The Israeli case is no different. The present government, with help from the opposition leaders, constantly and systematically delegitimize the Palestinians in general and their leaders in particular. This policy indicates a refusal to embark on the road to peace. This rhetoric contrasts sharply with speeches by leaders like Prime Minister Yitzhak Rabin who chose the path of peace. “We have two ways to live with our neighboring Arab people and countries: continuation of war, violence and terror; or to search and to try to bring about a change in the interrelations, to bring about peace. We decided to take a calculated risk for peace from a standpoint of strength, relying on ourselves.” (Rabin, October 30, 1994). We need to remember that through many decades the PLO was compared to the worst of the worst – to the Nazis – in order to delegitimize it until suddenly the rhetoric changed.
Marwan Barghouti is regarded as a leader of the First and Second Intifadas. Barghouti at one time supported the peace process, but later became disillusioned with the way it proceeded, and after 2000 went on to become a leader of the Al-Aqsa Intifada in the West Bank. Israel accused him of founding the al-Aqsa Martyrs’ Brigades and attempted to assassinate him in 2001. The missile hit his bodyguard’s car, killing the bodyguard. Barghouti survived but was arrested by soldiers of the Duchifat unit who, on 15 April 2002, approached the building hidden in an ambulance (not exactly a legitimate tactic).
Barghouti was convicted several months later in civilian court on charges of murder and attempted murder stemming from attacks carried out by the al-Aqsa Martyrs’ Brigades on Israeli civilians and soldiers. But even in prison he is regarded by many Palestinians as a hero and potential leader of their nation.
This is exactly the case of other leaders that we noted above, including Jewish ones. All were terrorists according to its dry definition but eventually all became respected statesmen. In most of the cases, it was the occupying powers who wanted to reach an agreement and understood it was time to change the mindset in order to stop the bloodshed. Netanyahu, as a leader driven by ideology, prefers ‘Greater Israel’ and expansion of the Jewish settlements to peace possibilities that require great compromises. He therefore is sharpening his rhetoric to escalate the conflict.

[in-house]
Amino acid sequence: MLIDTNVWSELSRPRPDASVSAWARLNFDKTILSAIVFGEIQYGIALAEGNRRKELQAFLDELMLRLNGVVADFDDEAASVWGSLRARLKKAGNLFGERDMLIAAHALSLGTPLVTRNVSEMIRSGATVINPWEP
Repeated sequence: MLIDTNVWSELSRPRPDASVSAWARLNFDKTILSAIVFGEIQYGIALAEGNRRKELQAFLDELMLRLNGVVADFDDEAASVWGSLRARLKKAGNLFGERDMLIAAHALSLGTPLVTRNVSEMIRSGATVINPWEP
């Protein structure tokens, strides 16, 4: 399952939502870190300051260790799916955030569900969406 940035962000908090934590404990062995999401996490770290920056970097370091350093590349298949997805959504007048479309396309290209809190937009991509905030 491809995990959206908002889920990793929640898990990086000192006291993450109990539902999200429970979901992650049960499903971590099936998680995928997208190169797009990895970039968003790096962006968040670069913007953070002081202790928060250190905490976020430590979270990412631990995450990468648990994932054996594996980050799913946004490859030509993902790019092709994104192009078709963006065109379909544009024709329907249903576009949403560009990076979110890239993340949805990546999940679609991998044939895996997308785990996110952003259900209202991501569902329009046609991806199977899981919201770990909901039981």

Leading a nation from a generation of humiliating subjugation to self determination through gaining political independence requires the leadership of a person who has the credentials of self-sacrifice that come through having been a fighter for the cause. Without this credibility, a liberation leader cannot turn into a plausible peace negotiator and statesman. For Israel, the emergence of a neighboring state of Palestine is essential. Without it we will never experience peace and reconciliation, the very fundamental requirements for the continued existence of the Jewish state in the Middle East. Marwan Barghouti has the potential to become the ultimate Palestinian leader for peace making, because in the eyes of the Palestinian society, his fighter credentials are impeccable.
The use of terror in our view is one of the most despicable forms of violence. But we condemn the double standard that is applied by politicians and nations — including Israeli leaders, and including Yair Lapid, who should have known better — who insist that our terror is a legitimate struggle for achieving national goals, while their terror is unacceptably brutal use of violence.
Prof. (emeritus) of political psychology Daniel Bar-Tal, and Amb.(ret.) Ilan Baruch are political activists advocating for the two-state solution.